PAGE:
By Theresa Kulbaga
She was a 1970s folk-pop artist with long hair draped over her sweater. She had a one-of-a-kind voice, tinged with a charming, breathy lilt and a preference for underused vocables. She made poetry out of lyrics and guitar and piano. She liked the word “grim.” She is a favorite of Carrie Brownstein and many others—in fact, she had a major influence on the mainstream songwriting of the 1970s and beyond. Her first name begins with a swooping J.
No, I’m not thinking of Joni Mitchell.
Instead, I’m describing forgotten folk genius Judee Sill. Sill had glasses and a sharp, intelligent face. She was classically trained, a great fan of Bach. Her favorite philosopher was Pythagorus. She was bisexual. She sang and spoke with a twang, loppin’ off the Gs at the ends of words like “lopping,” and sayin’ “real little kid” instead of “really little kid.” She was deeply religious, even mystical in some of her lyrics and themes. But she also robbed liquor stores and gas stations, earning a criminal record (“I learned a lot of good music while I was in The Joint,” she told Rolling Stone), and she died at 35 of an overdose after years of heroin addiction and halfhearted sex work.
Sill released just two albums in her short career: Judee Sill (1971), with its unforgettable single, “Jesus Was a Cross-Maker,” produced by Graham Nash, and Heart Food (1973), which was written, arranged, and produced solely by Sill herself. In these albums, what you’ll find is the keen and earnest wisdom of a woman who was wracked and haunted her whole life but who somehow remained witty and untinged by cynicism.
While Judee Sill draws regular comparisons to Joni Mitchell, Carole King, and other folk artists of the 70s, listening to her songs is its own experience. At times, she strums the guitar and sings sadly of heartbreak and despair. Other times, she weaves a chorus of voices and piano and organ into a Baroque composition, singing
Kyrie eleison, kyrie eleison
So sad, and so true
That even shadows come
And hum the requiem.
Other times, she sings—weirdly—about visions and supernatural things, as in the live recording of “Enchanted Sky Machines,” which she prefaces with a religious interpretation: “It’s about flyin’ saucers at the end of the world comin’ to take the people away from their sufferin’. It’s a rapture. And it’s a religious song.”
She is both funny and dead serious, devoutly sexy and self-aware and unabashedly Christian. “I try to keep my hungry monsters in line – keep ’em on a diet of bread and water,” she said in an interview. And in “The Phoenix,” she sings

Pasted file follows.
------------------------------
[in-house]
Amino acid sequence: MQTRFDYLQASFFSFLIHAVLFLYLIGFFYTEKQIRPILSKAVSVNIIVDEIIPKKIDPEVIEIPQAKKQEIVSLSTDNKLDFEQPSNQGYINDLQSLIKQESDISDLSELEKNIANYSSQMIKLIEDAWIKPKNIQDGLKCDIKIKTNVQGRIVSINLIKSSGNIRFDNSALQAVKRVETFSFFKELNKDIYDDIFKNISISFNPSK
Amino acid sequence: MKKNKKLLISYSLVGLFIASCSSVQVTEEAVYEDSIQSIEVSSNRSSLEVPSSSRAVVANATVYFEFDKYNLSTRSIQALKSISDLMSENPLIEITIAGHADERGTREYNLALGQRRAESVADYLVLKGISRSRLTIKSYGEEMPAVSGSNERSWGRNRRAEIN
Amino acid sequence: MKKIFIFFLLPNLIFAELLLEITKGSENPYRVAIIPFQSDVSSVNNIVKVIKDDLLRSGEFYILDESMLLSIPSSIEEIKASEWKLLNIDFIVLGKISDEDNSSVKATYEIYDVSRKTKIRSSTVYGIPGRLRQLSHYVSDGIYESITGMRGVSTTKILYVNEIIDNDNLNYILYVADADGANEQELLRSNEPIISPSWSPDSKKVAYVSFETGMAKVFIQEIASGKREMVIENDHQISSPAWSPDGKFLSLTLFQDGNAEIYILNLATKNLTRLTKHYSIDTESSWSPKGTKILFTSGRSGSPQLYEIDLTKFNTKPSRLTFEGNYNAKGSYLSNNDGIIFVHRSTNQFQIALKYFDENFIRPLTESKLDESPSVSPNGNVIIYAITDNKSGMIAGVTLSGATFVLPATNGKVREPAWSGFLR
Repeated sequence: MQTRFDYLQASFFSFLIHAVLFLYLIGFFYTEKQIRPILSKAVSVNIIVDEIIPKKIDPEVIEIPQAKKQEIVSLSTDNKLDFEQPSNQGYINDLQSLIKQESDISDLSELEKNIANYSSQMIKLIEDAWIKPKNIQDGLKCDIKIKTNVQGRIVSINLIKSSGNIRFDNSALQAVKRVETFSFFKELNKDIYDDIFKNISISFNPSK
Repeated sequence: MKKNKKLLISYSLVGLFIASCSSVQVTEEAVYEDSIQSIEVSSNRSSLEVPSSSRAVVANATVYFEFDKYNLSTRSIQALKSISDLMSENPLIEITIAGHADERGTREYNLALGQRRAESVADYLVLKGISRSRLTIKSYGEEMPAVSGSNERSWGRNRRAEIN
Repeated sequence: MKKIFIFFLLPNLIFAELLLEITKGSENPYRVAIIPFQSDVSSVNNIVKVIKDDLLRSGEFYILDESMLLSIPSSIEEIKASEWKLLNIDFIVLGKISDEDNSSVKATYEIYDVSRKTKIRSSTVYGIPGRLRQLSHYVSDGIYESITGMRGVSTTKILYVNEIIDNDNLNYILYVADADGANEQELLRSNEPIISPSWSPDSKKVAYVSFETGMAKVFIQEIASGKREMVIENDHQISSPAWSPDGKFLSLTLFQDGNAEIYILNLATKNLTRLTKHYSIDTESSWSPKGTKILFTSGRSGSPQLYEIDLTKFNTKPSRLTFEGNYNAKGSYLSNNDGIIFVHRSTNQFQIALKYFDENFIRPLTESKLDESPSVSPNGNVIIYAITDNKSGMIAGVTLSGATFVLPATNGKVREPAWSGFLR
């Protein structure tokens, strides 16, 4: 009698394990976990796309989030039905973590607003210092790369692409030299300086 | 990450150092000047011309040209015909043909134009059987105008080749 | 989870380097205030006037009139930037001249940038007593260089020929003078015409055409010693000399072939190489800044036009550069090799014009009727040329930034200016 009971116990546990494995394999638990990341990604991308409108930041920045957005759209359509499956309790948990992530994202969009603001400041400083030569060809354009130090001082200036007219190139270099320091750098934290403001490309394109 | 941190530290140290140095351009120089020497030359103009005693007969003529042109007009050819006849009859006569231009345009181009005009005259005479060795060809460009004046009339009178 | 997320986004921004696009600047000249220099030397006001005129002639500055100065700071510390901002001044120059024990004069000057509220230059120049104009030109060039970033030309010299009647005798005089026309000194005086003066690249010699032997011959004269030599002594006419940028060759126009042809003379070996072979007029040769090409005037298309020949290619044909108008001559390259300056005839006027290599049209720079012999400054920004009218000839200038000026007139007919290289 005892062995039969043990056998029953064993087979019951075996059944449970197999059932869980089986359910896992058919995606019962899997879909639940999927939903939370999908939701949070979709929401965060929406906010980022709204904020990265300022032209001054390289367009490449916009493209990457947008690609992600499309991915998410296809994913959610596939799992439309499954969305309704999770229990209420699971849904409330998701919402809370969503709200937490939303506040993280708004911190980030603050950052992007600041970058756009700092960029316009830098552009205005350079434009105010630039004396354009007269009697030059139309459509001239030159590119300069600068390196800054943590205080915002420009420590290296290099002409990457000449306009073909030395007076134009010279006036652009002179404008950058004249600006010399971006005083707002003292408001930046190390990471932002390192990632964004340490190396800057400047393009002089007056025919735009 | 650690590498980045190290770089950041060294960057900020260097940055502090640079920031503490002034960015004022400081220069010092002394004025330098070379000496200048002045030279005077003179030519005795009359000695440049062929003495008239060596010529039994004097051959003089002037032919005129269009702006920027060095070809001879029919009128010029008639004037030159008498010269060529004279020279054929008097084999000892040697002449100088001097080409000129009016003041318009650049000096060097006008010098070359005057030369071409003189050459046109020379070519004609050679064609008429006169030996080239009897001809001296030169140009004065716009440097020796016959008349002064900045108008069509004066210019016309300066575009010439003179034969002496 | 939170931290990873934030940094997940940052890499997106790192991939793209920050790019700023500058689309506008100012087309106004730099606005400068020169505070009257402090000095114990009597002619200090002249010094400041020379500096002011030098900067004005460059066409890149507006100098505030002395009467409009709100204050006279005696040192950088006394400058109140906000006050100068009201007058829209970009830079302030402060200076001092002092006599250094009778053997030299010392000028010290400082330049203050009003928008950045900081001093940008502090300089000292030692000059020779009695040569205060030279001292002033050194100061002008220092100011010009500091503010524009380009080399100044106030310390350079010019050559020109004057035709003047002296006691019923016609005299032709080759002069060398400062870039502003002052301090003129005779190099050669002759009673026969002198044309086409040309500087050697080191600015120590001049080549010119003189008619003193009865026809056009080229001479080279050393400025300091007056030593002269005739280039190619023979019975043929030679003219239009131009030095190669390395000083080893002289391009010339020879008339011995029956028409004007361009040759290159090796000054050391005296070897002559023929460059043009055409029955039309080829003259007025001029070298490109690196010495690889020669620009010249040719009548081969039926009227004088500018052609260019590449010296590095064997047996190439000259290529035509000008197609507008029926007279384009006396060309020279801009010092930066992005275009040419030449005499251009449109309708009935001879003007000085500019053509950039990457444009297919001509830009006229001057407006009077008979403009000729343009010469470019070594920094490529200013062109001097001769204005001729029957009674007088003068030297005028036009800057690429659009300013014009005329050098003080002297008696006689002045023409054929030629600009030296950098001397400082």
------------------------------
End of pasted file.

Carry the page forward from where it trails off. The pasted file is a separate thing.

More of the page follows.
The sun was red, and the fires were roarin’
Stars aligned and the webs were spun
I coulda sworn I heard my spirit soarin’
Guess I’m always chasin’ the sun
Hopin’ we will soon be one
Until it turns around to me, then I try to run.
Sill termed her sound “country-cult-baroque.” But it also has elements of folk, pop, rock, classical, gospel, and blues. Her most famous song, “Jesus Was a Cross Maker,” gained new popularity in 2018 when Asia Argento posted photos and videos of the song to her Instagram stories five days after her ex-boyfriend, Anthony Bourdain, took his life. (“Blindin’ me, his song remains remindin’ me / He’s a bandit and a heart breaker / Oh, but Jesus was a cross maker.”) On her live album, she says of this song, which she wrote about a bad relationship, “I realized that bandit bastard [her ex] was not beyond redemption. It’s true, I swear. It saved me, this song. It was writing this song or suicide.”
But she sings as much about crime, and about livin’ on the streets, as she does about God. In “Dead Time Bummer Blues,” a bluesy romp about marijuana legalization, she wonders from a jail cell, “what the fuck am I doin’ here?” (“I’m doin’ all this dead time / For the partaking of a plant / The earth says ‘help yourself’ / But the law maintains I can’t.”) And in “The Pearl,” she sings “I’ve been lookin’ for someone who sells truth by the pound. / Then I saw the dealer and his friend arrive, but their gifts looked grim.”
My personal favorite Judee Sill track combines these disparate musical influences—Bach, blues, gospel, folk—with Sill’s profound and humorous lyrical worldview. In “Lopin’ Along Thru the Cosmos,” Sill combines a gentle acoustic guitar with swelling strings and orchestral horns. She sings the lyrics with especially hard Rs and especially lopped Gs. The song is about—depending on your perspective—either human or divine relationship, about learnin’ not to hope too hard for a certain outcome. Just let it be, Sill suggests, and everything will be fine:
lopin’ along through the cosmos
and sideways I slide through the square
I’m hopin’ so hard for a kiss from God
I missed the sweet love of the air.
so keep on movin’
or stay by my side, either way,
I’ll tell you a secret
I’ve never revealed:
however we are is o.k.
Or perhaps the song is about Sill’s relationship with the music industry. She described the music business as “real sick,” and her relationships with industry insiders were fraught. Her albums were not commercially successful. When she died, she had stopped making music, and she lived in a mobile home, re-addicted to heroin and in pain from chronic back injuries.
Maybe—hopefully—she still heard the music of God from time to time.